Safety and risks associated with screening for chromosomal abnormalities during pregnancy


Bezpečnost a rizika spojená se screeningem chromozomálních abnormalit během těhotenství

Cíle:
Stanovení rizika a bezpečnosti screeningu chromozomálních abnormalit během těhotenství prostřednictvím posouzení ultrazvukové expozice a četnosti úmrtí plodu po trans-abdominální aminocentéze (AMNIO) nebo odběru choriových klků (CVS).

Metody:
Metodou je retrospektivní analýza četnosti úmrtí plodu po provedení AMNIO a CVS jako diagnostického testu chromozomálních aberací během těhotenství (1391 pacientek s jednočetným těhotenstvím, které navštívily naši kliniku v období od ledna 2005 do prosince 2009 – 1038 AMNIO vyšetření a 353 CVS vyšetření). Těhotné byly sledovány pro zjištění četnosti úmrtí plodu po provedení vyšetřovací metody definovaného jako intrauterinní zánik nebo potrat před 24. týdnem těhotenství. Na základě přehledu literatury byla posuzována bezpečnost ultrazvuku během těhotenství.

Výsledky:
Ve skupině CVS bylo toto vyšetření v 86 % provedeno na základě pozitivního screeningu (screening chromozomálních abnormalit na bázi měření nuchální translucence a markerů v biochemickém séru (PAP-A and beta-HCG)). Střední věk rodiček 31,7 let a četnost potratu 0,6 %. Ve skupině AMNIO bylo vyšetření provedeno na základě pozitivního triple testu v druhém trimestru (screening chromozomálních abnormalit na bázi měření markerů v biochemickém séru, alpha-fetoproteinu, estriolu a celkového HCG v druhém trimestru těhotenství). Střední věk rodiček 33,2 let a četnost potratu 0,8 %. Přehled literatury ukazuje, že vzhledem k omezenému množství dostupných informací o některých faktorech (gestační věk, délka a počet expozicí ultrazvuku) během těhotenství by měl být pacient k získání požadovaných diagnostických informací vystaven co nejnižším působením ultrazvukové energie.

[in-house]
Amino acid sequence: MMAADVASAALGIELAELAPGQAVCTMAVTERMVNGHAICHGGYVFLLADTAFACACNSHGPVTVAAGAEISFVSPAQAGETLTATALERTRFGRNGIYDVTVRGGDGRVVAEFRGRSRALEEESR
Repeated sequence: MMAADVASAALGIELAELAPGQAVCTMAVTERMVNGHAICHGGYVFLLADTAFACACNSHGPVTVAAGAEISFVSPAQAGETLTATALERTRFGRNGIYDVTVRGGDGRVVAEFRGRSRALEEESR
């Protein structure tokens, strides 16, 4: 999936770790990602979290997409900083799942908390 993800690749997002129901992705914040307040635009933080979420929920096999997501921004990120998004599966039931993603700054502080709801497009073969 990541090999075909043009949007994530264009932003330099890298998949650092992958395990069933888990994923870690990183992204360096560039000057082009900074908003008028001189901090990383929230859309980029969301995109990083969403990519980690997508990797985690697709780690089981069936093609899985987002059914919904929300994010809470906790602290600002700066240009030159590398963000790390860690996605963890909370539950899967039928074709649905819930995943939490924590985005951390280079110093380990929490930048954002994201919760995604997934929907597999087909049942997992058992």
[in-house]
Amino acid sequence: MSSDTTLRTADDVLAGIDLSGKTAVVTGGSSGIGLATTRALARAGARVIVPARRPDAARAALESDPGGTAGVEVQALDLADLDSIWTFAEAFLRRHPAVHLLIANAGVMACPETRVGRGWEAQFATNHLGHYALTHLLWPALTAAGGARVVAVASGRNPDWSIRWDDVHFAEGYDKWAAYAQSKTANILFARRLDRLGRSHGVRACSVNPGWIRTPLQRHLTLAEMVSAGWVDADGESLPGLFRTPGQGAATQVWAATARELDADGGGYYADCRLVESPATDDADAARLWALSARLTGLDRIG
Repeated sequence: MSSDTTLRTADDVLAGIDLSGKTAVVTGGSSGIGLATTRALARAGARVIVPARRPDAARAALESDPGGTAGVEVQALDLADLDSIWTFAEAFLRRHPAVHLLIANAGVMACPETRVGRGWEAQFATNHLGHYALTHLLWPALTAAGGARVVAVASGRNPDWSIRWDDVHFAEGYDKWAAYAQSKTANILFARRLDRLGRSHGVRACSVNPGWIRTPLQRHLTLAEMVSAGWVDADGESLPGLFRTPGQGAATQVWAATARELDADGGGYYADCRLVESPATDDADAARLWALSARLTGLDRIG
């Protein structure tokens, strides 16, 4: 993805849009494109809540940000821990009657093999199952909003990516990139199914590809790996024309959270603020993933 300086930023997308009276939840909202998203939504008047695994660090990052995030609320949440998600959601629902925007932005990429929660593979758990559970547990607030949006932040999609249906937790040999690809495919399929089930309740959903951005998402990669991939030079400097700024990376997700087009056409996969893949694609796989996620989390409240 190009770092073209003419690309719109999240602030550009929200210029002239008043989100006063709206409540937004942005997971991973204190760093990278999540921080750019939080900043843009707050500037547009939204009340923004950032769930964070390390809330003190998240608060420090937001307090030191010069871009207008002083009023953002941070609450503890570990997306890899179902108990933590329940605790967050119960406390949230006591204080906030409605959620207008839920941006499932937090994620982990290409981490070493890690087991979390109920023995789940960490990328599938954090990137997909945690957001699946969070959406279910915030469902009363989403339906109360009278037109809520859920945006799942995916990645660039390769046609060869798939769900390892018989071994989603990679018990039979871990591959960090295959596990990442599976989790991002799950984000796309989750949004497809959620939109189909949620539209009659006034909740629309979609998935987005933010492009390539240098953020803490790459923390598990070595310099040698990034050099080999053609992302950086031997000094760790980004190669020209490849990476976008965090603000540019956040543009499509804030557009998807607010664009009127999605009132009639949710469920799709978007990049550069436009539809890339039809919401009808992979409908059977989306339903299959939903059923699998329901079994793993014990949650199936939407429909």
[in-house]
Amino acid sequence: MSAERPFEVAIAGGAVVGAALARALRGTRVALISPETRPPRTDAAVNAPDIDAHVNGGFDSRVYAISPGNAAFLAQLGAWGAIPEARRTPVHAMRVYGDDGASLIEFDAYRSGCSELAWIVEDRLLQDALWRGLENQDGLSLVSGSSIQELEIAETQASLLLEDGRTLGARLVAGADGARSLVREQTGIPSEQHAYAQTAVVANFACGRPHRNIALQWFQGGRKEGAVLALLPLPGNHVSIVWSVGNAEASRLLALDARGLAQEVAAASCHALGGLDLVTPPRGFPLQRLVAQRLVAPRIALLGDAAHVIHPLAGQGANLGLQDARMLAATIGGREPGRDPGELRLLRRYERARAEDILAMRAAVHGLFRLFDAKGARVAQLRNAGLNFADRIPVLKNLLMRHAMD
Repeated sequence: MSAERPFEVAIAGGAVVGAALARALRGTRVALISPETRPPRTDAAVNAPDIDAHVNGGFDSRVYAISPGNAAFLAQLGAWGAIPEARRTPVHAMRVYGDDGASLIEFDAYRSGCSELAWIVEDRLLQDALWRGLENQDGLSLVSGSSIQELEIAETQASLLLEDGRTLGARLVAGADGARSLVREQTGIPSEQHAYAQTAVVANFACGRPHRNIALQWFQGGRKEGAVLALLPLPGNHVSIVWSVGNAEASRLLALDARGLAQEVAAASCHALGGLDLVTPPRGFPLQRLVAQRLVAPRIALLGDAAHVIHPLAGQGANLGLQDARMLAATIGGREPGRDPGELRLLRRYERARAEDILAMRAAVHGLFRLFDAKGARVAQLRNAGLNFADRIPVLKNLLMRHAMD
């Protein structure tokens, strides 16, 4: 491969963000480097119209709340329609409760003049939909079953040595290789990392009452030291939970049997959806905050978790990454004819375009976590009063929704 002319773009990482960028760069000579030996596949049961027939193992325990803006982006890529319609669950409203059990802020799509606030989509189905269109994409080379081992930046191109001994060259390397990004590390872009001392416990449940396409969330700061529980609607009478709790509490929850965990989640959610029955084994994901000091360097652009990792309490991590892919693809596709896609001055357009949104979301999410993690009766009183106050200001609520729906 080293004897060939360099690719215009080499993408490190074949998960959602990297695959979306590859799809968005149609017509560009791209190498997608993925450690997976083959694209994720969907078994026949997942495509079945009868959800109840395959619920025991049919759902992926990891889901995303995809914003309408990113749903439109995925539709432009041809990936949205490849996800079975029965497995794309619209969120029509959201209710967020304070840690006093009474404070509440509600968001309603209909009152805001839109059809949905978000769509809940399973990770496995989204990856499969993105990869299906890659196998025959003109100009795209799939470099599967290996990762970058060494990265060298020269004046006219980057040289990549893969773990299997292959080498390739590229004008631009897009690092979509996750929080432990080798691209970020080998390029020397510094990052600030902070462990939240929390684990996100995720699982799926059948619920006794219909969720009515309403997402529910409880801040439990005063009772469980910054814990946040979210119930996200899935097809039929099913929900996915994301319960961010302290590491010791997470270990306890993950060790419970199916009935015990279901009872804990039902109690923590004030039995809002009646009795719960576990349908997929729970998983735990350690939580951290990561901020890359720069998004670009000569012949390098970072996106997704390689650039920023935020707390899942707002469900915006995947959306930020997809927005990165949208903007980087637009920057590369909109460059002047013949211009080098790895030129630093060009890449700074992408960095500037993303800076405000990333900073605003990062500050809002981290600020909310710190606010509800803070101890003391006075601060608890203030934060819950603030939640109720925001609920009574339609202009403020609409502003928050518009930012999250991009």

Závěr:
Četnost úmrtí plodu v naší studii potvrdila, že riziko obou vyšetřovacích metod je srovnatelné (0,8 % pro AMNIO a 0,6 % pro CVS). Nižší četnost potratovosti po CVS může být vysvětlena teorií, kdy je placenta brána jako houbovitý orgán, který svůj tvar zachovává snadněji při vykonání vyšetřovací metody umožňující snazší hojení, než když vyšetřovací jehla prochází přes amnion, který je již tak roztažený plodovou vodou. Jsme si však vědomi příliš malou velikostí zkoumaného vzorku. Podle dostupných důkazů se tak diagnostická ultrasonografie v průběhu těhotenství jeví jako bezpečná.